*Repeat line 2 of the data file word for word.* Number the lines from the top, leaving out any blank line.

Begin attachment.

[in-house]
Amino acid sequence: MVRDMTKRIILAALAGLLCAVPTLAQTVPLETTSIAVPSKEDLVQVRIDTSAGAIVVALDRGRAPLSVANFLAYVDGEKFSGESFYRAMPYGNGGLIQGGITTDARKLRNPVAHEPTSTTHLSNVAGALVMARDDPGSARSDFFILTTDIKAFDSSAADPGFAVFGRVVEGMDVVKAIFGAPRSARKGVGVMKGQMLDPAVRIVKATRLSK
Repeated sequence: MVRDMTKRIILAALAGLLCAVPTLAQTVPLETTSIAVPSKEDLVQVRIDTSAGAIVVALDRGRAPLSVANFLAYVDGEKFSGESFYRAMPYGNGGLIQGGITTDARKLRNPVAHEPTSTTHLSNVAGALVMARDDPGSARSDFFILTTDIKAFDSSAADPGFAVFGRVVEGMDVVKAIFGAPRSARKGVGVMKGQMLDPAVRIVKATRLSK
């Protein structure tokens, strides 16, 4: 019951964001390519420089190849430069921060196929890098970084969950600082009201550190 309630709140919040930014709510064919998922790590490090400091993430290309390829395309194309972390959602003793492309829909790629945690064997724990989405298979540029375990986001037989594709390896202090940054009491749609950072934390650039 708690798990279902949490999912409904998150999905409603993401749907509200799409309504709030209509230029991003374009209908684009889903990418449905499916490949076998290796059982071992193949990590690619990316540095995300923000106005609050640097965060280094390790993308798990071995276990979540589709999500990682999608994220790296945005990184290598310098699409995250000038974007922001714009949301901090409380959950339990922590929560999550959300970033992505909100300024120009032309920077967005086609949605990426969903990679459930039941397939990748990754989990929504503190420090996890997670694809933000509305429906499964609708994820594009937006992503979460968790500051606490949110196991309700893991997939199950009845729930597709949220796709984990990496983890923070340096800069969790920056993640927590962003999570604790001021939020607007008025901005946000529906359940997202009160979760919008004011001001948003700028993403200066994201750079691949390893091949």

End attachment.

Amino acid sequence: MVRDMTKRIILAALAGLLCAVPTLAQTVPLETTSIAVPSKEDLVQVRIDTSAGAIVVALDRGRAPLSVANFLAYVDGEKFSGESFYRAMPYGNGGLIQGGITTDARKLRNPVAHEPTSTTHLSNVAGALVMARDDPGSARSDFFILTTDIKAFDSSAADPGFAVFGRVVEGMDVVKAIFGAPRSARKGVGVMKGQMLDPAVRIVKATRLSK